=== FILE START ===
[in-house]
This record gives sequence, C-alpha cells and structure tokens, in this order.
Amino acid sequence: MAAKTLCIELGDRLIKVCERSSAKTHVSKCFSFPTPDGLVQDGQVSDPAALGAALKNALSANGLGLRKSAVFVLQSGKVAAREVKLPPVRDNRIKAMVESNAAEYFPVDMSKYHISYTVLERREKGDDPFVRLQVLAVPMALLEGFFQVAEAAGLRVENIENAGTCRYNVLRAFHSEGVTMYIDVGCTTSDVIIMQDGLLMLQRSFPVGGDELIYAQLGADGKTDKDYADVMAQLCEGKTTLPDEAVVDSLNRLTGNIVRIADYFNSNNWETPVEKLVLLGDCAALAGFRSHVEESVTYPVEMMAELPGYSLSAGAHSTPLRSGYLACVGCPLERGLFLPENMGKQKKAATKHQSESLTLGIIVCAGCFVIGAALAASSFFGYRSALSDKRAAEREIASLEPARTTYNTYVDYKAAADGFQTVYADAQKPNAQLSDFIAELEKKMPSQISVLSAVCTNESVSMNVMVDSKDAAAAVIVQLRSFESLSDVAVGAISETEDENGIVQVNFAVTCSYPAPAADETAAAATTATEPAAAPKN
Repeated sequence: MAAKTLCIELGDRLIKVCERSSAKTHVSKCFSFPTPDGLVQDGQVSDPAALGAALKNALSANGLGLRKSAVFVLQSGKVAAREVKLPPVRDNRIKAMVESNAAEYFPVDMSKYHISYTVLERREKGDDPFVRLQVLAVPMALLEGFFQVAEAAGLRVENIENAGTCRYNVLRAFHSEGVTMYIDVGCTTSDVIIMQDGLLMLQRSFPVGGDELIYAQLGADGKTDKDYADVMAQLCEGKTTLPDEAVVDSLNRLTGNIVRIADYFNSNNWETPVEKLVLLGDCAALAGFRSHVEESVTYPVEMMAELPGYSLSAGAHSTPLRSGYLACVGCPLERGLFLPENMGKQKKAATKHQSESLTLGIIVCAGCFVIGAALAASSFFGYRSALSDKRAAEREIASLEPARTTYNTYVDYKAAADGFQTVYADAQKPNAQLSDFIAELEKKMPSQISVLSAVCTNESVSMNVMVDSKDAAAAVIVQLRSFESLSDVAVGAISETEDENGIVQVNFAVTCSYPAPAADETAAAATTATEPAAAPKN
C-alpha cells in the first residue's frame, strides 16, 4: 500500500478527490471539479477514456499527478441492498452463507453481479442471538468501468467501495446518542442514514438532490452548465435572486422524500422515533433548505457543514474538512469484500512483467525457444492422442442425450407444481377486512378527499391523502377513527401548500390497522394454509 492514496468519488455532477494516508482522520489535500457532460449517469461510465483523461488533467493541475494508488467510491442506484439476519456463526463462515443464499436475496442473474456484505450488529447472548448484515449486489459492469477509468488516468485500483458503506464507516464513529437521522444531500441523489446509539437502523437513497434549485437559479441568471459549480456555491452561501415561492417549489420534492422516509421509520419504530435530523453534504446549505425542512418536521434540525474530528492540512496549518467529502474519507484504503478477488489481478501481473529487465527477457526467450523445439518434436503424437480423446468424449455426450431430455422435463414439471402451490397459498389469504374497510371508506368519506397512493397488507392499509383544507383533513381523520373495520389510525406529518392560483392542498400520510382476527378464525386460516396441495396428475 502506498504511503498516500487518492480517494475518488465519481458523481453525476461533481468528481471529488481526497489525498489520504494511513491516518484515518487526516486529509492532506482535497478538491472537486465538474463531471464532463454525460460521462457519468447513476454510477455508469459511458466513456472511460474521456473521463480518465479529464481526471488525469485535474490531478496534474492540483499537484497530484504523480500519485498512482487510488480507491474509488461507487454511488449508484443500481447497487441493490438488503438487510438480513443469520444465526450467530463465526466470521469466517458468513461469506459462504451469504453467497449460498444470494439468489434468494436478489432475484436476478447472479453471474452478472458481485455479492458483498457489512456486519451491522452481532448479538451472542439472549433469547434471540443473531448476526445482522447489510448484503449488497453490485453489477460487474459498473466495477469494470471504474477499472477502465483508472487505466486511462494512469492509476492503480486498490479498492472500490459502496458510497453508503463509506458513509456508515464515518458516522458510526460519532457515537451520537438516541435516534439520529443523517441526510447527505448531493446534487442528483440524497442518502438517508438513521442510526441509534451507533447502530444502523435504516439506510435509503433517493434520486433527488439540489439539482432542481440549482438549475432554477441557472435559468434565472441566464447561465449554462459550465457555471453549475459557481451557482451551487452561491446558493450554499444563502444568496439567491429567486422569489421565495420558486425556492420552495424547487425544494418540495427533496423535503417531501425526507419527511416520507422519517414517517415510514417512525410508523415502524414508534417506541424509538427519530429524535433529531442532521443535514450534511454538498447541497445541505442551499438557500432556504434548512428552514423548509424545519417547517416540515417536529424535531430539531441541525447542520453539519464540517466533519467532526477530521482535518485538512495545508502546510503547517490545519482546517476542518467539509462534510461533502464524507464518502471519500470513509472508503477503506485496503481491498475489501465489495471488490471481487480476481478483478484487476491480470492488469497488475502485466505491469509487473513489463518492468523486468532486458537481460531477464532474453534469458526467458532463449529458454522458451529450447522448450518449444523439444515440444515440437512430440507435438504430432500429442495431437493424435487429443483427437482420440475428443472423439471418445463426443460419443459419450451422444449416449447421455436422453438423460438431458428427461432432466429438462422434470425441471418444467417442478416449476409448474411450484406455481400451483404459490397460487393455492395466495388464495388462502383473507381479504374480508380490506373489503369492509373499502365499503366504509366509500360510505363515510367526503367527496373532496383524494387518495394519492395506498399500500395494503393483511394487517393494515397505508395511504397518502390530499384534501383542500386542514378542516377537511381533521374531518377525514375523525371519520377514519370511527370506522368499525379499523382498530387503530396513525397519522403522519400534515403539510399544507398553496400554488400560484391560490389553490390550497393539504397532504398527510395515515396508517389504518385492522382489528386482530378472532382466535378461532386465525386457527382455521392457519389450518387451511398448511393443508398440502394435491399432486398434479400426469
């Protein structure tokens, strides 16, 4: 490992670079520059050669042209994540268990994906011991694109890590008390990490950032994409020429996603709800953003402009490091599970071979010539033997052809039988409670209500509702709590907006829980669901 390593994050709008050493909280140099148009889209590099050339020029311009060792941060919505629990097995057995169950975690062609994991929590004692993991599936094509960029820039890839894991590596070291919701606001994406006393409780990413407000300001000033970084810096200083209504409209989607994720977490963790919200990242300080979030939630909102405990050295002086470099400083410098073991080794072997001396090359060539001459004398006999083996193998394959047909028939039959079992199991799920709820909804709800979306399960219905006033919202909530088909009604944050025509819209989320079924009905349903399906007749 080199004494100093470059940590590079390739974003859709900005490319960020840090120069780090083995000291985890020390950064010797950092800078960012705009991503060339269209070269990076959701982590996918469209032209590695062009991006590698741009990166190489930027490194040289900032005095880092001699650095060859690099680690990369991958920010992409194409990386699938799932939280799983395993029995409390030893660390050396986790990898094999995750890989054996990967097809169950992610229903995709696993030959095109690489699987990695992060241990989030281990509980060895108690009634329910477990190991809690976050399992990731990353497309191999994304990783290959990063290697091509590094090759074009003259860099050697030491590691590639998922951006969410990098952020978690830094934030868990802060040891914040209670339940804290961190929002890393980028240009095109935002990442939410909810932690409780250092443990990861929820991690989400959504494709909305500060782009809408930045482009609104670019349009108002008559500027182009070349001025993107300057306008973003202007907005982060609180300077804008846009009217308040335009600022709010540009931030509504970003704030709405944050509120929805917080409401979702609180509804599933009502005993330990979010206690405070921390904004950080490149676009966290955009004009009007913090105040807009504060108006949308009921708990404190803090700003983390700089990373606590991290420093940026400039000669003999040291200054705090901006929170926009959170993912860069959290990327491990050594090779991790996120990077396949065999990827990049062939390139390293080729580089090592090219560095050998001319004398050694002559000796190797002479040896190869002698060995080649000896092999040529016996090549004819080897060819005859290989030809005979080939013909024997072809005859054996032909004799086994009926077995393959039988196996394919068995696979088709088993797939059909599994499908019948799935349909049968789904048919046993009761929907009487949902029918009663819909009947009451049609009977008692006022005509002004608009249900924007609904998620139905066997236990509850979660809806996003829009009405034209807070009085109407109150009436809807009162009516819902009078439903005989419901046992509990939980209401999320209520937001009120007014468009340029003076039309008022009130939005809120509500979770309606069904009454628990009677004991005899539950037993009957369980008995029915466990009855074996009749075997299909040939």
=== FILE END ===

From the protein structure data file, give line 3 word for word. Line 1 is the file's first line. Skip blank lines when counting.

Amino acid sequence: MAAKTLCIELGDRLIKVCERSSAKTHVSKCFSFPTPDGLVQDGQVSDPAALGAALKNALSANGLGLRKSAVFVLQSGKVAAREVKLPPVRDNRIKAMVESNAAEYFPVDMSKYHISYTVLERREKGDDPFVRLQVLAVPMALLEGFFQVAEAAGLRVENIENAGTCRYNVLRAFHSEGVTMYIDVGCTTSDVIIMQDGLLMLQRSFPVGGDELIYAQLGADGKTDKDYADVMAQLCEGKTTLPDEAVVDSLNRLTGNIVRIADYFNSNNWETPVEKLVLLGDCAALAGFRSHVEESVTYPVEMMAELPGYSLSAGAHSTPLRSGYLACVGCPLERGLFLPENMGKQKKAATKHQSESLTLGIIVCAGCFVIGAALAASSFFGYRSALSDKRAAEREIASLEPARTTYNTYVDYKAAADGFQTVYADAQKPNAQLSDFIAELEKKMPSQISVLSAVCTNESVSMNVMVDSKDAAAAVIVQLRSFESLSDVAVGAISETEDENGIVQVNFAVTCSYPAPAADETAAAATTATEPAAAPKN